The sun was already setting when I finished, but I was thrilled when I caught a glimpse of Mount Hood in the distance from the exchange lot. It gave me chills to think that the girls had run alllll the way from its peak already. And this was only the beginning!

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1149027_10151604679727467_578312417_nWith the baton (a.k.a. slap bracelet) handed off to Laura, we set off for the next exchange. I took the opportunity to break open the trail mix and gummy bears, which made for a quality sugar rush to build on my post-run high. I also dove into the huge bag of Nuun tubes, otherwise known as the “Nuun bar.” We were all still very giddy with excitement each time our baton was handed off, not to mention the high-energy craziness that is getting to each exchange on time despite the darkness and vans-on-vans-on-vans traffic. It’s absolutely nuts, but Casey navigated like a pro from the gun. We all reported great first runs and it felt sweet marking off that first checkbox on the window.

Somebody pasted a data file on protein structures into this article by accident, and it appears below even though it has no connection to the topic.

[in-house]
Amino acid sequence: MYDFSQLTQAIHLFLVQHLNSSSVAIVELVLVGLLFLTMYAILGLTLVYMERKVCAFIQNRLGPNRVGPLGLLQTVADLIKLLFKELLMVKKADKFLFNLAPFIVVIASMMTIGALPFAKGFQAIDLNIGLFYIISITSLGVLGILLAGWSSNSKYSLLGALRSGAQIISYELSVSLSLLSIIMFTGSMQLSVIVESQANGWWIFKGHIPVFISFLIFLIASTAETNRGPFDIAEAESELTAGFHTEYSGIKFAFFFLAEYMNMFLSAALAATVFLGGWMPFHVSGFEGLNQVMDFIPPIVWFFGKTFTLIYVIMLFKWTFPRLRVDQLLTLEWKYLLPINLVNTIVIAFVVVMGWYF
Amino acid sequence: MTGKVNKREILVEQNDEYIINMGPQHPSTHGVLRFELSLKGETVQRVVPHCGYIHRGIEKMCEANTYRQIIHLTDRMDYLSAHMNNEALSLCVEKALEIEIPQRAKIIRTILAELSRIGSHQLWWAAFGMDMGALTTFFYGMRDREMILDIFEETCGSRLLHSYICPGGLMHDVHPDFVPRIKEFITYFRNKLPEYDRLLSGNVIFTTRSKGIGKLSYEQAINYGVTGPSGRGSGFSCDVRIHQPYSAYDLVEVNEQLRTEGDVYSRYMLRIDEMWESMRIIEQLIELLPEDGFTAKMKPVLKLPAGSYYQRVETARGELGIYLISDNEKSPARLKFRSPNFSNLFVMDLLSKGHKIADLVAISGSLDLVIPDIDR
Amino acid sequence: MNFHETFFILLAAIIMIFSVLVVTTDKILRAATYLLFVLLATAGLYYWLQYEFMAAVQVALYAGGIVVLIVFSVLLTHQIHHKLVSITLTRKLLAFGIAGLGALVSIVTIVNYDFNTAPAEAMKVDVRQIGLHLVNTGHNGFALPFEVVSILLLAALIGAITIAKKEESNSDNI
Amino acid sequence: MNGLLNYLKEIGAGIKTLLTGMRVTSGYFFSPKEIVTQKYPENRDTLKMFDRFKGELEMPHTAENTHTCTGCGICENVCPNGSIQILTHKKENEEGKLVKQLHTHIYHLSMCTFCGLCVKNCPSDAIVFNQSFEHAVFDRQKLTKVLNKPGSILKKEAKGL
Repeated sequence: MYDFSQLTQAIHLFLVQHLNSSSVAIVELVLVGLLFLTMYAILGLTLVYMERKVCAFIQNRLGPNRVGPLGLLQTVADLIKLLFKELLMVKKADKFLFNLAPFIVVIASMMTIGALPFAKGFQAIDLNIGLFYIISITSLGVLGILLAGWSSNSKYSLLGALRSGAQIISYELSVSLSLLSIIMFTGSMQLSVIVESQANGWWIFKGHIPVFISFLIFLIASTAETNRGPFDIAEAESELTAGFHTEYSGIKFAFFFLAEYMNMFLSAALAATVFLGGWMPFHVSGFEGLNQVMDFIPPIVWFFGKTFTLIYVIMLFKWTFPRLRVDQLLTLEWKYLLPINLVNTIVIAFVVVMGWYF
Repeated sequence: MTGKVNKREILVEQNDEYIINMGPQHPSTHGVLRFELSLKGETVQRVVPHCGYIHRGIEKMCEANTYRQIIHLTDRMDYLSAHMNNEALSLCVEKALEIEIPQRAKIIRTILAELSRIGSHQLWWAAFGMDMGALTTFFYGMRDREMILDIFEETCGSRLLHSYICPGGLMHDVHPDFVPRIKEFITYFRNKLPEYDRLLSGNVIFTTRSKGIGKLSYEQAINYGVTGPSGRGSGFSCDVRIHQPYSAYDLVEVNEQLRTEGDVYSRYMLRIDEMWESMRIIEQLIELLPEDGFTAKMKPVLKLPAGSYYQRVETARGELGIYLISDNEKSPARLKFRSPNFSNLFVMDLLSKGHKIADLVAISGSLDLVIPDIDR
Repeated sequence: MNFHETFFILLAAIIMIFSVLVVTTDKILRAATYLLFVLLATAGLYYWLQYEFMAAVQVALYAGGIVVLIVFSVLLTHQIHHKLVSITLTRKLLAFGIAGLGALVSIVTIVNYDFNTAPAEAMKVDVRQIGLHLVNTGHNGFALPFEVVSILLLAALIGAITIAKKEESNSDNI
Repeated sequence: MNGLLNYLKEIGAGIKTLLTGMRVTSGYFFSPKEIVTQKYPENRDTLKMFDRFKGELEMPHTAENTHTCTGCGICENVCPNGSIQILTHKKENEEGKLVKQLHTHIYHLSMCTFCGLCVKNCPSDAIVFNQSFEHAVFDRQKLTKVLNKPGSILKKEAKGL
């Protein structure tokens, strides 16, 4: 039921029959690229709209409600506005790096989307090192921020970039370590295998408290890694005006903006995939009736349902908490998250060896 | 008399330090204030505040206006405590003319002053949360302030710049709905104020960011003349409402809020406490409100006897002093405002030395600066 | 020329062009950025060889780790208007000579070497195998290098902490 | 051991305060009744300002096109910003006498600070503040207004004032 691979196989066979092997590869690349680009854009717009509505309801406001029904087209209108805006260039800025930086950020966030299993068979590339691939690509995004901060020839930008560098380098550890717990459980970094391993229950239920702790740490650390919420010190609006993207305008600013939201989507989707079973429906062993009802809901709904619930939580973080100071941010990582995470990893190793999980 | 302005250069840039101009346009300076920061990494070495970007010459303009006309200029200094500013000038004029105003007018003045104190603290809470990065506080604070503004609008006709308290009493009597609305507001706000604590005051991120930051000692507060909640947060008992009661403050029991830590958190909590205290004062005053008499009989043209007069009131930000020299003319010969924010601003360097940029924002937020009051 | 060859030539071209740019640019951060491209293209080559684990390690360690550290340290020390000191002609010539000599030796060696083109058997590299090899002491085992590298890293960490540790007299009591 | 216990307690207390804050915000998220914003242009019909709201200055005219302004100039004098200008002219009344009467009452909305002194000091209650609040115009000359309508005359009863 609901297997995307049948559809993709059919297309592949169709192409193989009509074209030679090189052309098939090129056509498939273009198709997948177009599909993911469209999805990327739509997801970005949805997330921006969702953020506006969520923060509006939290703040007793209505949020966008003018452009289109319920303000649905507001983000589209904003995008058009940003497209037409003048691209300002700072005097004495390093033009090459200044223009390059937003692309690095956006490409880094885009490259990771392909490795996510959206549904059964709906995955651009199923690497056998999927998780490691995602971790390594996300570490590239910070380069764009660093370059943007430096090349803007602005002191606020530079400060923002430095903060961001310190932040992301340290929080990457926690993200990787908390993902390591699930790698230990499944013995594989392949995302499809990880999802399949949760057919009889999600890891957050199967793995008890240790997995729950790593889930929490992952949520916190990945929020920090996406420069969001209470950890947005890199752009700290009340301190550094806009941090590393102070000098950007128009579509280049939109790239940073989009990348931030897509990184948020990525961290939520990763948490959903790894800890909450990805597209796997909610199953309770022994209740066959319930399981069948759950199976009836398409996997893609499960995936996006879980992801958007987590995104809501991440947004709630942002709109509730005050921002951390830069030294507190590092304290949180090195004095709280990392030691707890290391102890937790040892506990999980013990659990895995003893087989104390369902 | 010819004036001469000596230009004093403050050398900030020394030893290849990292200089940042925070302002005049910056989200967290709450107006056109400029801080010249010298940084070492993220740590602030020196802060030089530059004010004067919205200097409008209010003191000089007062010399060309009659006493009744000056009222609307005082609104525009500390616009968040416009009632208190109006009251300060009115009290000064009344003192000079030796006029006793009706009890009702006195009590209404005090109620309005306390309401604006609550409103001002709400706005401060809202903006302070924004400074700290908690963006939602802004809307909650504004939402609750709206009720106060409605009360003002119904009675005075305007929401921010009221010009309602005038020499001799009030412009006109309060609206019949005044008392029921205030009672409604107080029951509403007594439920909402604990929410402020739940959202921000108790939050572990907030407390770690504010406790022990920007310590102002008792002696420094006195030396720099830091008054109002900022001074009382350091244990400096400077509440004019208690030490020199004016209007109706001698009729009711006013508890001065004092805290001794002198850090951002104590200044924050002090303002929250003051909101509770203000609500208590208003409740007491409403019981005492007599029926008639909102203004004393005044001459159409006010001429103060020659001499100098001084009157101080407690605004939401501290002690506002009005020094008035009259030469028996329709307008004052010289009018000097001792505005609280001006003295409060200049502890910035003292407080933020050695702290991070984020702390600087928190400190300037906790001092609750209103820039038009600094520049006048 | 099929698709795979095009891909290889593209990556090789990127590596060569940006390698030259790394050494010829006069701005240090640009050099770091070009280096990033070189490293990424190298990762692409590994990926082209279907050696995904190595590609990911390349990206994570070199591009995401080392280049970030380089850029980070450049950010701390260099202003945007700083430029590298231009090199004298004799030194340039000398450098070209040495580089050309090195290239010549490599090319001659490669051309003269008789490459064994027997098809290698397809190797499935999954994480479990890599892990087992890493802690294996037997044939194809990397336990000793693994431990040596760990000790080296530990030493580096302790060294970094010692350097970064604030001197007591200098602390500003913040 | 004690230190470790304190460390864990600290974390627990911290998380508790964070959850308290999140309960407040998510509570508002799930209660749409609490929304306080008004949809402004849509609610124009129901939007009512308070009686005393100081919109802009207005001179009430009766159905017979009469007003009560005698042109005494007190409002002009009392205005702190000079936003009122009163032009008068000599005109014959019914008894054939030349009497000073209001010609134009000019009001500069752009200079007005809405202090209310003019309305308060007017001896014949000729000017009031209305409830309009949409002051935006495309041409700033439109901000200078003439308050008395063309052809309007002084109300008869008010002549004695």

One down, two to go.

Our first big break around 11 p.m. meant real food. It also meant my energy levels were taking a nose dive. We stopped at a bar/kid-friendly restaurant (it even had a play area, which we turned into a stretching spot) near Portland, briefly considered drinking a beer, thought better of it, then ordered some pre-run-friendly dinner. Mid-relay meals are always tricky: you want to eat a lot, but it has to sit well in your tummy for your next leg that’s only four or five hours away. I settled for some¬†margarita pizza and kept chugging Nuun like it was my job so I’d stay hydrated. Dinner was delicious, but all I could think about was sleep.

I curled up and passed out the second we hit the road toward the next big exchange. I think I managed a couple hours of sleep before it was time for Van #2 to take over again. I was incredibly groggy, but I forced myself to wake up so I’d be alive once Meghan finished her leg. Our second round meant empty one-lane roads through the wilderness. Not only was it pitch black, but there was really nothing out there but the runners, vans and nature. It was wild.